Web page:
1

I've BIND on my lan and I created a zone:

$ORIGIN example.com.
$TTL 604800 ; 1 week
@       IN SOA  ns1.example.com. max.example.com. (
                2017103151 ; serial
                604800     ; refresh (1 week)
                86400      ; retry (1 day)
                2419200    ; expire (4 weeks)
                604800     ; minimum (1 week)
                )
        IN  NS  ns1.example.com.
        IN  NS  ns2.example.com.
            MX  10 mx1.example.com.

server1         A   192.168.1.100
ns1         A   192.168.1.101
ns2         A   192.168.1.102
mx1         A   192.168.1.100
ftp         CNAME   server1
pop3            CNAME   server1
imap            CNAME   server1

REVERSE ZONE:

$ORIGIN 1.168.192.in-addr.arpa.
$TTL 604800     ; 1 week
@       IN SOA  ns1.example.com. max.example.com. (
                                2017103136 ; serial
                                604800     ; refresh (1 week)
                                86400      ; retry (1 day)
                                2419200    ; expire (4 weeks)
                                604800     ; minimum (1 week)
                                )
                IN      NS      ns1.example.com.
                IN      NS      ns2.example.com.
100                     PTR     ftp.example.com.
100                     PTR     mx1.example.com.
100                     PTR     www.example.com.
100                     PTR     smtp.example.com.
100                     PTR     mail.example.com.
100                     PTR     pop3.example.com.
100                     PTR     imap.example.com.
101                     PTR     ns1.example.com.
102                     PTR     ns2.example.com.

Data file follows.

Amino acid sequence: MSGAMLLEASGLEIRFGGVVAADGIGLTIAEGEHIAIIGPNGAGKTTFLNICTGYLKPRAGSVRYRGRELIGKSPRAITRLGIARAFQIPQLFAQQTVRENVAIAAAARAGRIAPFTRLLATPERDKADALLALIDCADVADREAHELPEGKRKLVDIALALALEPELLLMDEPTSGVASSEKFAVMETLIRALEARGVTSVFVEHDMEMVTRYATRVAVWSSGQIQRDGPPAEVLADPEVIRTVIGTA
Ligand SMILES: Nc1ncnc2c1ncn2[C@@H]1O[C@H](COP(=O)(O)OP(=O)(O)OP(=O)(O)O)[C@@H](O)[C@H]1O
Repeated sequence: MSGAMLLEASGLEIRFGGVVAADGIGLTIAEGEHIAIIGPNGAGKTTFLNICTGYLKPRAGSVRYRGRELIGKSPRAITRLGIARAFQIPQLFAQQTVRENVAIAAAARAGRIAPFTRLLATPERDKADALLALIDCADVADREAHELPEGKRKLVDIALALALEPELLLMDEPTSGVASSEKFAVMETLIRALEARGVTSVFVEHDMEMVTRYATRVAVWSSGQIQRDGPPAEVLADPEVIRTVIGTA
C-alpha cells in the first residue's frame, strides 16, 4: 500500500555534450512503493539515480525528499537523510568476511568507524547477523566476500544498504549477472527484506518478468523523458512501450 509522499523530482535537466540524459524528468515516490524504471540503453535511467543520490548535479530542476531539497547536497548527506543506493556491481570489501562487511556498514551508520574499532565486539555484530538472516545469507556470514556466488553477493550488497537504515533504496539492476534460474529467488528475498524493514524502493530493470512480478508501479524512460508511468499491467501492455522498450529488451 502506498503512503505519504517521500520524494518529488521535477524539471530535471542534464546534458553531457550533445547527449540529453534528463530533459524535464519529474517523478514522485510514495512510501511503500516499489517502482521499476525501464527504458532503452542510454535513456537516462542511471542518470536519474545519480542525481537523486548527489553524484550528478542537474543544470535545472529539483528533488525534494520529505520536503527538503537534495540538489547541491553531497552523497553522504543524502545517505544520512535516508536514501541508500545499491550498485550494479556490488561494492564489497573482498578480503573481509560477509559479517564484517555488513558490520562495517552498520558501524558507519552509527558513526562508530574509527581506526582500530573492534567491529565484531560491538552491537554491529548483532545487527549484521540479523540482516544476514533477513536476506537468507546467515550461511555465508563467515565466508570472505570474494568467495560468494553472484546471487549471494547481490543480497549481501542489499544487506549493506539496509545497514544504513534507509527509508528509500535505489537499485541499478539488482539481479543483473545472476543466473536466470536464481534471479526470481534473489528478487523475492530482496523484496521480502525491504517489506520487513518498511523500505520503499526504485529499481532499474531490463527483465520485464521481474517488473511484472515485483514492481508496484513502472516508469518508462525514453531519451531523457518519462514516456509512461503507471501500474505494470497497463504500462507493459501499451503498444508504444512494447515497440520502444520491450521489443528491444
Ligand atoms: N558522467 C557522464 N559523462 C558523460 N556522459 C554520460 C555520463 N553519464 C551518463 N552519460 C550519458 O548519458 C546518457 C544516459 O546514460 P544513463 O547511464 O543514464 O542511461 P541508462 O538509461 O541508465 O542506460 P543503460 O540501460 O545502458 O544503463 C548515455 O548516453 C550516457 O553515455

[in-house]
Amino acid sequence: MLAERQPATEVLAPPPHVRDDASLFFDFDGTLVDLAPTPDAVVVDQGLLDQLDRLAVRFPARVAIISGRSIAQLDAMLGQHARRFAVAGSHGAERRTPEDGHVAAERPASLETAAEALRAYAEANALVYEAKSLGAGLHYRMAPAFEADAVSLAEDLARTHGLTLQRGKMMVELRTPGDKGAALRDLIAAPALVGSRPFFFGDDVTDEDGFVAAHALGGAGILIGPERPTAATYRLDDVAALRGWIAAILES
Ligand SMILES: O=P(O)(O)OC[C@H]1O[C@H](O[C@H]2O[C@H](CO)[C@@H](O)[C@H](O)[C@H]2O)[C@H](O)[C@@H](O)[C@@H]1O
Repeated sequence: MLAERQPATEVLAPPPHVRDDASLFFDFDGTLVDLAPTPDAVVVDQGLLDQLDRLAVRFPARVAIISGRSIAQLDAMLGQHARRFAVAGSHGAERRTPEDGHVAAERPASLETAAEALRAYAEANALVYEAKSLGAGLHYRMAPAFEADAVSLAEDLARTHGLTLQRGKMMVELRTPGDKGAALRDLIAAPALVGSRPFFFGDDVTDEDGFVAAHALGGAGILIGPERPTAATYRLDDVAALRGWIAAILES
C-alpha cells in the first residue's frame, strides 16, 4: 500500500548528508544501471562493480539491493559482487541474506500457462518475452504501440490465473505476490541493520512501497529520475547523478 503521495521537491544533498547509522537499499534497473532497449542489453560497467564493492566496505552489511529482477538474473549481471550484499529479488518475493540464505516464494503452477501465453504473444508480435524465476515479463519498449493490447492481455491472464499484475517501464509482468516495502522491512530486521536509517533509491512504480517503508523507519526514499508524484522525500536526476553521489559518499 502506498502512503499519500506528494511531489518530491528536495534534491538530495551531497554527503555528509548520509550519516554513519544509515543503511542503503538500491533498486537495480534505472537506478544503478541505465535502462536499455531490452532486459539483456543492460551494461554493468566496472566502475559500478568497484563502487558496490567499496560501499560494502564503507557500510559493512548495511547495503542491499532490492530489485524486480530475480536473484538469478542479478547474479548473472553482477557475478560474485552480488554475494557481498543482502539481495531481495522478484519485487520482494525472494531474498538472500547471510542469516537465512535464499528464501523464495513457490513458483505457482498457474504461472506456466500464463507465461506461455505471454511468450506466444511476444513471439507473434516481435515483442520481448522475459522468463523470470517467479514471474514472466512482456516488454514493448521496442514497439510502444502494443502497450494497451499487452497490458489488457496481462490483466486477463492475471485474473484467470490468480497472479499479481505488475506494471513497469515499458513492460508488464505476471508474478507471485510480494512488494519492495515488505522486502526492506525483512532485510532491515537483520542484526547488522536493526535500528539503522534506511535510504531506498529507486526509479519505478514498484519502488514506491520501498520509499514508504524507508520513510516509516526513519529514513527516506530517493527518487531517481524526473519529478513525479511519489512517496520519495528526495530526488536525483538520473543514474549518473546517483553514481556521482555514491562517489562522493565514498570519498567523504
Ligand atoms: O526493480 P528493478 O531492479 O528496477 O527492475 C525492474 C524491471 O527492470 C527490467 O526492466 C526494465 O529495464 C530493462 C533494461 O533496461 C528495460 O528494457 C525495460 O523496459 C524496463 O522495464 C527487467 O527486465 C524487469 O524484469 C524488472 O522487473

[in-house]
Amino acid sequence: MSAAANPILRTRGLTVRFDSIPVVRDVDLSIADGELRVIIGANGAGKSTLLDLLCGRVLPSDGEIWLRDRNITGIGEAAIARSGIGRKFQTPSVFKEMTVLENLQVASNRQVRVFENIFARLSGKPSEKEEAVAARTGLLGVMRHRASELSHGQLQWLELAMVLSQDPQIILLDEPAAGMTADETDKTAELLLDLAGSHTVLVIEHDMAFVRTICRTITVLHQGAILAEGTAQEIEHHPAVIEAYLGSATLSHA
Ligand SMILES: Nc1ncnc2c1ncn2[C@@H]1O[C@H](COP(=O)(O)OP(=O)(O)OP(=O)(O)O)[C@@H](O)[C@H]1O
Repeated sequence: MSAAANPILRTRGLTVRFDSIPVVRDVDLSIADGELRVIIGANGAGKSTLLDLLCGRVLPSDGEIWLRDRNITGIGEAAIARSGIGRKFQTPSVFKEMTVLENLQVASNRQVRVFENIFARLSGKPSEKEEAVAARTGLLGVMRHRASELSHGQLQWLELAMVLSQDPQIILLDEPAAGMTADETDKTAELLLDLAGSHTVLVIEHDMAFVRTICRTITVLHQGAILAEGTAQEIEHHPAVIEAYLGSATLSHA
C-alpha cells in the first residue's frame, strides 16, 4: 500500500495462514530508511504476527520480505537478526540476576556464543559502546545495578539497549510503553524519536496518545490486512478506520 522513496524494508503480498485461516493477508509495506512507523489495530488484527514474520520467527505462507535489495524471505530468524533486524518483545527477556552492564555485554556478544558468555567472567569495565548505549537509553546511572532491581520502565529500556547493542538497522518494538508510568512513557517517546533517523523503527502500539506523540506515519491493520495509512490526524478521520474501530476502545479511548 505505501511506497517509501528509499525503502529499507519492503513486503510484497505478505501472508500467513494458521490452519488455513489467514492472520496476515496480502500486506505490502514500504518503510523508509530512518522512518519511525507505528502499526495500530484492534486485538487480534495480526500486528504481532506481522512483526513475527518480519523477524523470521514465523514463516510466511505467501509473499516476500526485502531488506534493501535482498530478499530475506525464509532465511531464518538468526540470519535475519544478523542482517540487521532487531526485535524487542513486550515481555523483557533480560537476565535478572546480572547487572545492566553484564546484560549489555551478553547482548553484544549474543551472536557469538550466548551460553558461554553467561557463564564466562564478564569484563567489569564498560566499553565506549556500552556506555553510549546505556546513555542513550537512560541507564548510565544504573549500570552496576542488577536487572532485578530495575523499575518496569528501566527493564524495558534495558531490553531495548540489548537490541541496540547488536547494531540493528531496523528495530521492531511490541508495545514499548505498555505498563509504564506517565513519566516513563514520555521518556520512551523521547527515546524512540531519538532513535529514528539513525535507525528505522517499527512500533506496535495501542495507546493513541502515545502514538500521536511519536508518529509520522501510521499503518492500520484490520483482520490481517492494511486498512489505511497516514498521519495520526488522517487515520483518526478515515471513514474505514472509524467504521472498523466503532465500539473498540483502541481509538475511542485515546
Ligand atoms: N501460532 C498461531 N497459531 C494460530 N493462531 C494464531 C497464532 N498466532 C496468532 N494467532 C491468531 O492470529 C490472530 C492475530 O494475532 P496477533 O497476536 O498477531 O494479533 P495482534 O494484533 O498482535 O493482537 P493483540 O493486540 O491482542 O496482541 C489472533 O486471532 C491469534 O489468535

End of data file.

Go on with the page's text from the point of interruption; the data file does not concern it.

Everything works, but there's a strange behavior with ping command:

ping mx1.example.com
64 bytes from www.example.com (192.168.1.100): icmp_seq=1 ttl=64 time=0.102 ms

ping imap.example.com
64 bytes from pop3.example.com (192.168.1.100): icmp_seq=1 ttl=64 time=0.102 ms
  • You seem to get round-robin results for reverse lookups. If you have a reverse zone (1.168.192.in-addr.arpa.) , check that for multiple entries or check your hosts file for multiple entries. The forward zone looks correct BTW – HBruijn Nov 1 '17 at 10:45
  • 1
    Also serverfault.com/questions/618700/… – Petter H Nov 1 '17 at 11:14
  • 1
    dear god why RR rDNS – Jacob Evans Nov 1 '17 at 13:13
1

This is a normal behavior and you get similar results when trying to ping www.google.com. Here is an example:

khaled@my-server:~$ ping www.google.com
PING www.google.com (216.58.212.100) 56(84) bytes of data.
64 bytes from lhr35s06-in-f4.1e100.net (216.58.212.100): icmp_seq=1 ttl=54 time=94.5 ms
64 bytes from lhr35s06-in-f4.1e100.net (216.58.212.100): icmp_seq=2 ttl=54 time=96.0 ms
64 bytes from lhr35s06-in-f4.1e100.net (216.58.212.100): icmp_seq=3 ttl=54 time=94.5 ms

You can see the returned name is different than original name used in ping command. This is clearly a reverse DNS name. To verify, you can use the following command:

khaled@my-server:~$ host 216.58.212.100
100.212.58.216.in-addr.arpa domain name pointer lhr35s06-in-f100.1e100.net.
100.212.58.216.in-addr.arpa domain name pointer lhr35s06-in-f4.1e100.net.

You can disable reverse lookup using -n option like:

khaled@my-server:~$ ping -n www.google.com
PING www.google.com (216.58.212.100) 56(84) bytes of data.
64 bytes from 216.58.212.100: icmp_seq=1 ttl=54 time=94.6 ms
64 bytes from 216.58.212.100: icmp_seq=2 ttl=54 time=94.6 ms

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